Saturday, May 17th
Parade begins at 1:00 pm at Broadway and 21st Street and heads down Broadway onto University Place, then turns east on East 8th Street and continues on through St. Marks Place ending at Tompkins Square Park.
New York, February 14, 2014 – Over 10,000 dancers will participate in the Eighth Annual Dance Parade and Festival in New York on Saturday, May 17th 2014, starting at 1:00 pm.
Over 150 dance groups will showcase 75 dance styles and cultures down Broadway in a multi-cultural, rhythm-infused, magical display of movement, art and color. The parade unfolds as a vibrant procession of pageantry and movement embodying the cultural richness that New York reflects as a global dance city. Ancient styles such as African, Estonian, Japanese and Middle Eastern fall in with modern innovations such as tap, swing, contemporary, urban, social forms and hip-hop.
The Parade unites dancers of all genres and ages throughout New York City under the 2014 theme Be the Momentum. It begins at 1pm on 21st Street and Broadway, moves south through Union Square and down University Place to 8th street where each group dances before a Grandstand. Turning east on 8th Street Parade dancers salsa, swing and two-step their way across Saint Marks Place and into Tompkins Square Park in the East Village for DanceFest. The Festival, a four-hour program of free dance performances on four stages with lessons, experience dance booths and site specific and social dancing throughout the Park.
Parade registration is open to everyone who wants to dance in the Parade, $50 for groups, and free to individuals of all ages and styles of dance. The last day to register for groups is May 7th and individuals can register up until the day of the parade May 17th.
“Dance feels good and you can see that in all the smiling faces from one culture to the next,” says Greg Miller, Executive Director of Dance Parade, Inc, the non-profit organization that produces the day’s events”. This year’s theme Be The Momentum is a call to action to celebrate a shared love of dance. We want to inspire folks to take on this fun and healthy activity.“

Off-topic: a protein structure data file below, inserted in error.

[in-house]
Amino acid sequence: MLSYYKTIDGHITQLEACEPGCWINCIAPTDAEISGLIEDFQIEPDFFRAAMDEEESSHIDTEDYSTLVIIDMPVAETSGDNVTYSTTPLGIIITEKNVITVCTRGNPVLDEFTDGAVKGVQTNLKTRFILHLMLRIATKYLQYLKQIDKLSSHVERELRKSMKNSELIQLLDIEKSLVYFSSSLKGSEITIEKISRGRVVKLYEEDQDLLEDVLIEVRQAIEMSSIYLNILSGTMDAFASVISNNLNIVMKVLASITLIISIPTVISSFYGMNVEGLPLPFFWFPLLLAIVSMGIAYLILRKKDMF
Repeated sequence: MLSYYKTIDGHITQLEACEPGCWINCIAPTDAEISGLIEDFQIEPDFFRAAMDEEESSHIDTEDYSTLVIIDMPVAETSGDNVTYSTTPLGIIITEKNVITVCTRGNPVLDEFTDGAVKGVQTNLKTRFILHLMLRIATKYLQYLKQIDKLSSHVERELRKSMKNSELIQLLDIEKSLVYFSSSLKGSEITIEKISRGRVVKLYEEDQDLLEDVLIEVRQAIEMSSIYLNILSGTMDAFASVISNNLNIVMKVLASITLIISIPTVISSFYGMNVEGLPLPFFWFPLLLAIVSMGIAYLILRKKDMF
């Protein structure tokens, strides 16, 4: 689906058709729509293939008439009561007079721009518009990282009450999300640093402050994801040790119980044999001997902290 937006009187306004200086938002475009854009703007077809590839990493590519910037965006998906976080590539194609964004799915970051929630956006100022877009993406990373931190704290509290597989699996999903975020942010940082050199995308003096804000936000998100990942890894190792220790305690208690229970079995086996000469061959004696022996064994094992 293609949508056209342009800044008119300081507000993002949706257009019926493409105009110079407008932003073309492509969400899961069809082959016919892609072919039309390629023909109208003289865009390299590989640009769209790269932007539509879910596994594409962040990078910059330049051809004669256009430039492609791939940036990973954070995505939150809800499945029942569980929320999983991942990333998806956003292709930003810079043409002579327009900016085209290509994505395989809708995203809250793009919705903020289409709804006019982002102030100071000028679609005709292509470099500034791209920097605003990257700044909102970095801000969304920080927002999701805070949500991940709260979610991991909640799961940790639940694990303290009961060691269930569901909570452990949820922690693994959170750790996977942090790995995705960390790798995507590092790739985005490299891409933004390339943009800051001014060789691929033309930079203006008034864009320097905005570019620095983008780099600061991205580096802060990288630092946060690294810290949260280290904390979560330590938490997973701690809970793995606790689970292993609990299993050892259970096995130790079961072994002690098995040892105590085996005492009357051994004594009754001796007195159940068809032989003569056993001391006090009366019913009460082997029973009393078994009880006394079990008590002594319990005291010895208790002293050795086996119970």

Cutting the ribbon this year will be two of this year’s confirmed Grand Marshals: Tony Award Winner, tap dancer marvel and choreographer, Savion Glover and Bessiewinning founder and artistic director Jawole Willa Jo Zollar of the world renowned African diaspora dance company, Urban Bush Women.
This year’s Parade will also feature 200 youth who will perform dance routines produced through a five-week education program of dance workshops sponsored by New York City Departments of Parks and Recreation, and funded by Dance Parade’s Board of Directors, and a grant from the New York City Department of Cultural Affairs. The workshops have been running in Jamaica, Queens, Bedford Stuyvesant in Brooklyn, Inwood in Washington Heights and in East Harlem in Manhattan.
Shireen Dickson, Dance Parade’s Education Coordinator, said, “It’s exciting to see so many young people turn up for our dance workshops. The biggest thrill is watching them take classroom exercises into a Parade presentation, and then to watch their minds open as they become part of a larger community of dancers, all while making their ‘Broadway debut!’”
Another unique tradition of the Dance Parade is the annual New York Dance Police (NYDP), a volunteer group of “hype” men and women who inspire the crowds to dance and celebrate the spirit of Dance Parade. Giving out tickets to audiences who weren’t dancing, or who didn’t seem to project the vibe of the parade, NYDP sentenced “guilty parties” to dance halls, studios or nightclubs to practice or learn a style of dance.
ABOUT DANCE PARADE NEW YORK
Dance Parade originated as a reaction to a 2006 lawsuit against New York City’s 1926 Cabaret License Law that restricts social dancing. After New York State Supreme Court Judge ruled that social dancing was not considered expressive activity protected by the State Constitution’s freedom of expression amendment, the organization leveraged an outpouring of vibrant cultural and dance expression into what became a nonprofit artistic and cultural event. For more information on the cabaret laws, visit www.legalizedance.org
Dance Parade New York is an entity of Dance Parade Inc whose charitable mission is to promote dance as an expressive and unifying art form, while educating the public about opportunities to experience Dance. Dance Parade celebrates diversity by showcasing all forms of dance around the world through sponsorship of a yearly, citywide Dance Parade and Dance Festival. Additional programs include education outreach, residencies and artistic partnerships to aid in increased public awareness, and the showcasing of dance on multiple levels.